The execution of a man who abducted and killed an eight-year-old girl and raped her 10-year-old friend has been delayed.
Virgil Delano Presnell Jr – who committed the crimes in 1976 – was due to die by lethal injection at a Georgia prison at 7pm today.
However, lawyers told a court it would break an agreement that effectively put executions on hold during the pandemic.
They said it guaranteed no death sentences would be carried out until six months after three conditions had been met: the end of a coronavirus judicial emergency, the resumption of normal visiting rights, and the availability of a vaccine “to all members of the public”.
But prisons were still using a modified visiting policy and children under five still couldn’t get the vaccine, said Mike Caplan, a lawyer for the Federal Defender Program.
A state lawyer argued the deal wasn’t a binding contract and that Georgia had “substantially complied” with the terms of the deal.
Presnell’s lawyer, Monet Brewerton-Palmer, was also given just two days’ notice of the execution date and therefore hadn’t had enough time to prepare for Monday’s clemency hearing and arrange for expert witnesses, the lawsuit claimed.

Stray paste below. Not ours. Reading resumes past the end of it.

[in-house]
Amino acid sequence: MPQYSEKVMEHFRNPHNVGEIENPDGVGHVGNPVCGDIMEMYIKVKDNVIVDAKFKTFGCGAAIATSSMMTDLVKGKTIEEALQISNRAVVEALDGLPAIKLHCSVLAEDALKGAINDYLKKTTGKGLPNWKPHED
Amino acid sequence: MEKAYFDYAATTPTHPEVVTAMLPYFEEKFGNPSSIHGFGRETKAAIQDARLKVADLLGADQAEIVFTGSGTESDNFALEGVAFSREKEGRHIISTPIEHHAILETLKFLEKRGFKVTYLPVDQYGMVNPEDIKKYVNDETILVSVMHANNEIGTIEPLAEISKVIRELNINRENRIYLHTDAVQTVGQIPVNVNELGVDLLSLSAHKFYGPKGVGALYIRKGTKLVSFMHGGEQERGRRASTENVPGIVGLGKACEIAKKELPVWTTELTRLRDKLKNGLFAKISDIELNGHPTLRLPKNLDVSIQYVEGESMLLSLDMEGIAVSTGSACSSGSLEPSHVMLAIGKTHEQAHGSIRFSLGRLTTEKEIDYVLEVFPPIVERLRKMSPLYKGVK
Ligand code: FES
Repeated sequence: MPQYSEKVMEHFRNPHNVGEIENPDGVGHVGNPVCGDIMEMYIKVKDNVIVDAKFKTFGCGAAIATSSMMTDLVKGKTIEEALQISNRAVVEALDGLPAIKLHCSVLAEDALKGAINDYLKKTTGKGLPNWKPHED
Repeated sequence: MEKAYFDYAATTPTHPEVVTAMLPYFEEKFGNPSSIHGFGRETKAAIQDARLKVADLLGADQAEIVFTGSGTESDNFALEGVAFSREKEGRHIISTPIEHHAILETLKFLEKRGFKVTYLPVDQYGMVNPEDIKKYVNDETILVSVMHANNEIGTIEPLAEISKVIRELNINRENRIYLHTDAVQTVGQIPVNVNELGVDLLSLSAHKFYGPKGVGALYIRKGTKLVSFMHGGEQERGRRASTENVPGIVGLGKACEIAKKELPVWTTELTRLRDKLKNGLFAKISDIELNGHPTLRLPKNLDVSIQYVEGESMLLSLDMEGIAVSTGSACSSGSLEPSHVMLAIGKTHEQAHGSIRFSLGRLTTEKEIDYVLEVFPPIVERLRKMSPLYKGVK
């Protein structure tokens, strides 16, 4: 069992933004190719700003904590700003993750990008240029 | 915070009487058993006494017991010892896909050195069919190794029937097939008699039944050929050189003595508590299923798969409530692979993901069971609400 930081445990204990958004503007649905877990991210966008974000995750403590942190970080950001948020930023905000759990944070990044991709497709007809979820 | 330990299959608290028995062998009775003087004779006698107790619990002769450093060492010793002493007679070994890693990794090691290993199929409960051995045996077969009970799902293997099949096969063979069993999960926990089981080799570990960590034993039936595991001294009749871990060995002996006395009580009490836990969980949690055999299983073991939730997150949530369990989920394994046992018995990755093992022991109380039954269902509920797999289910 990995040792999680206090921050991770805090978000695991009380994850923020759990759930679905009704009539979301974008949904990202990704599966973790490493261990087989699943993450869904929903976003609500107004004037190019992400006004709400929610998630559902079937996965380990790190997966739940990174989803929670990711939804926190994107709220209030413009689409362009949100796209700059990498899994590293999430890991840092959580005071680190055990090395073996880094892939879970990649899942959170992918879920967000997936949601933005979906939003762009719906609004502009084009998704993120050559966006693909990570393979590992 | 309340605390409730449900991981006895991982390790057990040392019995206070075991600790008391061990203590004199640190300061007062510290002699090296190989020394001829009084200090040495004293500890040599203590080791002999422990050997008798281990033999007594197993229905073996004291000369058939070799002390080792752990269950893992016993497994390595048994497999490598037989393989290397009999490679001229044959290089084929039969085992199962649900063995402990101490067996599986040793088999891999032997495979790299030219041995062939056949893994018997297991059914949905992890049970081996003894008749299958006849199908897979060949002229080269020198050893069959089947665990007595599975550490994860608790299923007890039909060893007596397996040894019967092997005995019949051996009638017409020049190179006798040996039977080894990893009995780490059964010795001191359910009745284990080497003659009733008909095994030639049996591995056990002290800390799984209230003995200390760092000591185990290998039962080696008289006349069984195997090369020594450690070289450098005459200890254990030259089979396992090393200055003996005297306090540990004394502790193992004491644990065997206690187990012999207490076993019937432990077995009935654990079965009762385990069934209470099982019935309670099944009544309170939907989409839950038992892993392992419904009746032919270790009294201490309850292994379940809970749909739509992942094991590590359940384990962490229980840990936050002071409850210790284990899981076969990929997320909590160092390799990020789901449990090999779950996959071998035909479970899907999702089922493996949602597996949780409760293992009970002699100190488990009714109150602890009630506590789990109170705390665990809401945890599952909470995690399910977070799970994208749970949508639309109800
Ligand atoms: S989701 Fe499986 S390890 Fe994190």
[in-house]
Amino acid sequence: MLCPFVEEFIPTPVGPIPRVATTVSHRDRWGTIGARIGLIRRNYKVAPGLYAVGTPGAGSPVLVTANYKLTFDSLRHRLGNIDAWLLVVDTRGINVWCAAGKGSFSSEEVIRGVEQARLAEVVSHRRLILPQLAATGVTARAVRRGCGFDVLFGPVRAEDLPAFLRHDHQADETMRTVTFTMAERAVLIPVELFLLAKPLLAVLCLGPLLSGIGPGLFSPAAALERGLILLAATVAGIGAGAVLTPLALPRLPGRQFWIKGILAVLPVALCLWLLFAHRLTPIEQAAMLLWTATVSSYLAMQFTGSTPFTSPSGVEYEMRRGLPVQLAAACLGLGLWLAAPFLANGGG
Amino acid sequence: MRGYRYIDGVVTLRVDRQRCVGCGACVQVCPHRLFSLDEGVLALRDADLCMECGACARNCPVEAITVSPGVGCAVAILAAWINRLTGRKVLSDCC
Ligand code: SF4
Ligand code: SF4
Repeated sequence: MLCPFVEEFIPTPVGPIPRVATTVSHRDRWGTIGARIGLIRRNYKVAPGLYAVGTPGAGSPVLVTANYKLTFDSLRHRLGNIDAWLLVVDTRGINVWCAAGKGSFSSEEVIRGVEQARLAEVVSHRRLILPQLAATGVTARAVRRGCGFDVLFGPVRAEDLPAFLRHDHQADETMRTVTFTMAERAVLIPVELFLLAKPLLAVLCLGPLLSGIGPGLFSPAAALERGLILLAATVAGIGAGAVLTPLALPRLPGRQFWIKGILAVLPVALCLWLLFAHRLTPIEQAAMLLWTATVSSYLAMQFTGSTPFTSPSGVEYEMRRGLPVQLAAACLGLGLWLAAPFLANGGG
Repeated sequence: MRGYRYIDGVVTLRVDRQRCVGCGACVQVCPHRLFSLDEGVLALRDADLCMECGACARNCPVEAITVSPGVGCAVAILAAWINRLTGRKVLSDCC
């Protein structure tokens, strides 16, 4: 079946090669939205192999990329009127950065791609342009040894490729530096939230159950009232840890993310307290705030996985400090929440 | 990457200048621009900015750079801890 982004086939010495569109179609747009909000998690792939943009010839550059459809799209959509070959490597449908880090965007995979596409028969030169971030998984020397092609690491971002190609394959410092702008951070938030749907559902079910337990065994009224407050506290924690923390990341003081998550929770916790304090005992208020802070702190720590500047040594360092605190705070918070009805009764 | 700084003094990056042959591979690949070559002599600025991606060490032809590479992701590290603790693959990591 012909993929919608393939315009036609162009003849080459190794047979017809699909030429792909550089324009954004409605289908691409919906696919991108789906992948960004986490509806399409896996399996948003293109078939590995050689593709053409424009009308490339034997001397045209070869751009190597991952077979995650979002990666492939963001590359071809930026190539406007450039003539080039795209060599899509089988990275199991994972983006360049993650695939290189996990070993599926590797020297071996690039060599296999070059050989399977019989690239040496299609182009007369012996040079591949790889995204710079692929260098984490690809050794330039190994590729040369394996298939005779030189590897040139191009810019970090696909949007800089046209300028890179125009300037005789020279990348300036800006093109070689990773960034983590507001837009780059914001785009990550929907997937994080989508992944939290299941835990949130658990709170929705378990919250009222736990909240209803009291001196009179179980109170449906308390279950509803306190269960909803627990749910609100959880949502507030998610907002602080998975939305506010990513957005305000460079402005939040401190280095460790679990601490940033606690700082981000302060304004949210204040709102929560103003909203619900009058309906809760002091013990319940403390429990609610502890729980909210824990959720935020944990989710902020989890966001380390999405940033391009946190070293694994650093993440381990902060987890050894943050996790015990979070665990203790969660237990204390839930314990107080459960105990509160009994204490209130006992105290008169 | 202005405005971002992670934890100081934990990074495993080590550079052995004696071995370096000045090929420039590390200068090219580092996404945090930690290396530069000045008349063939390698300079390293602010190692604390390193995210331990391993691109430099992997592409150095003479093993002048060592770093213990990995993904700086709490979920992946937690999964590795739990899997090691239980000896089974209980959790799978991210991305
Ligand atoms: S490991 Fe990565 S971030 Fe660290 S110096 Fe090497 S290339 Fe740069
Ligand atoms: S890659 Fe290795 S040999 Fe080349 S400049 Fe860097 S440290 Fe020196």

Georgia’s pardons and paroles board refused to intervene in the execution after the hearing.
“This is often the best hope that a death sentence prisoner has of not being executed,” Mr Caplan said.
“Her case this morning for clemency was completely gutted.”
Ms Brewerton-Palmer claimed in her clemency application that the killer, now 68, is “profoundly brain damaged” and didn’t understand the harm he was causing the two girls – who he abducted as they walked home from school in Cobb County, near Atlanta.
His lawyers were ultimately successful in pausing the lethal injection, which was set to use the sedative pentobarbital at a state prison in Jackson.
Fulton County judge Shermela Williams issued a temporary order blocking the execution to give Ms Brewerton-Palmer time to properly prepare for a new clemency hearing.
The judge said Presnell would suffer irreparable harm if the execution wasn’t delayed, commenting: “We can’t come back from death.”